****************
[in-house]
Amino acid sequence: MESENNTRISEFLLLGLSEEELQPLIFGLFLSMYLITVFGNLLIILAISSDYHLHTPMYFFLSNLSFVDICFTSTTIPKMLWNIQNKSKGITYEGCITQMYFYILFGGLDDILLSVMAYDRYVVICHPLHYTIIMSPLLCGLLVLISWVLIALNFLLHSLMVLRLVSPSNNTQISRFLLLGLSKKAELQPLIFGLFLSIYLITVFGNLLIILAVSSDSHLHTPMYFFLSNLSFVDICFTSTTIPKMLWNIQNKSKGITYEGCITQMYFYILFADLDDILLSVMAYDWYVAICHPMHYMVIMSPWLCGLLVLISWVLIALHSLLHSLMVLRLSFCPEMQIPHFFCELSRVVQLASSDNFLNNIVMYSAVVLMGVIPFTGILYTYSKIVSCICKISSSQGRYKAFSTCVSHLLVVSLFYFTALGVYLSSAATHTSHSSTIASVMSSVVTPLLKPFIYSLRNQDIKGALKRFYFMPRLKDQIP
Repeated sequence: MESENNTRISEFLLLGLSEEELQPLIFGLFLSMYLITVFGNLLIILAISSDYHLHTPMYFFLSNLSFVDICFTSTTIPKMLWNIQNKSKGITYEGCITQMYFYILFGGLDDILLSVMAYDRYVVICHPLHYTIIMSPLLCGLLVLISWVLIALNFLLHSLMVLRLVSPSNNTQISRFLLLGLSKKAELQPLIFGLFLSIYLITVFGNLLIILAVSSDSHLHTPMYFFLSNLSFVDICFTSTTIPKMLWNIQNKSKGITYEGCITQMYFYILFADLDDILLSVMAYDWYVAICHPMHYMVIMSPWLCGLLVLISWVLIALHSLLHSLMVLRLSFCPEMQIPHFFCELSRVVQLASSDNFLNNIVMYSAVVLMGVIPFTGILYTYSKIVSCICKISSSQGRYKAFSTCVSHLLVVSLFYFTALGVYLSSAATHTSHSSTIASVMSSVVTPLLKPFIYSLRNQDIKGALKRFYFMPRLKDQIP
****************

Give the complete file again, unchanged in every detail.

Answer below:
[in-house]
Amino acid sequence: MESENNTRISEFLLLGLSEEELQPLIFGLFLSMYLITVFGNLLIILAISSDYHLHTPMYFFLSNLSFVDICFTSTTIPKMLWNIQNKSKGITYEGCITQMYFYILFGGLDDILLSVMAYDRYVVICHPLHYTIIMSPLLCGLLVLISWVLIALNFLLHSLMVLRLVSPSNNTQISRFLLLGLSKKAELQPLIFGLFLSIYLITVFGNLLIILAVSSDSHLHTPMYFFLSNLSFVDICFTSTTIPKMLWNIQNKSKGITYEGCITQMYFYILFADLDDILLSVMAYDWYVAICHPMHYMVIMSPWLCGLLVLISWVLIALHSLLHSLMVLRLSFCPEMQIPHFFCELSRVVQLASSDNFLNNIVMYSAVVLMGVIPFTGILYTYSKIVSCICKISSSQGRYKAFSTCVSHLLVVSLFYFTALGVYLSSAATHTSHSSTIASVMSSVVTPLLKPFIYSLRNQDIKGALKRFYFMPRLKDQIP
Repeated sequence: MESENNTRISEFLLLGLSEEELQPLIFGLFLSMYLITVFGNLLIILAISSDYHLHTPMYFFLSNLSFVDICFTSTTIPKMLWNIQNKSKGITYEGCITQMYFYILFGGLDDILLSVMAYDRYVVICHPLHYTIIMSPLLCGLLVLISWVLIALNFLLHSLMVLRLVSPSNNTQISRFLLLGLSKKAELQPLIFGLFLSIYLITVFGNLLIILAVSSDSHLHTPMYFFLSNLSFVDICFTSTTIPKMLWNIQNKSKGITYEGCITQMYFYILFADLDDILLSVMAYDWYVAICHPMHYMVIMSPWLCGLLVLISWVLIALHSLLHSLMVLRLSFCPEMQIPHFFCELSRVVQLASSDNFLNNIVMYSAVVLMGVIPFTGILYTYSKIVSCICKISSSQGRYKAFSTCVSHLLVVSLFYFTALGVYLSSAATHTSHSSTIASVMSSVVTPLLKPFIYSLRNQDIKGALKRFYFMPRLKDQIP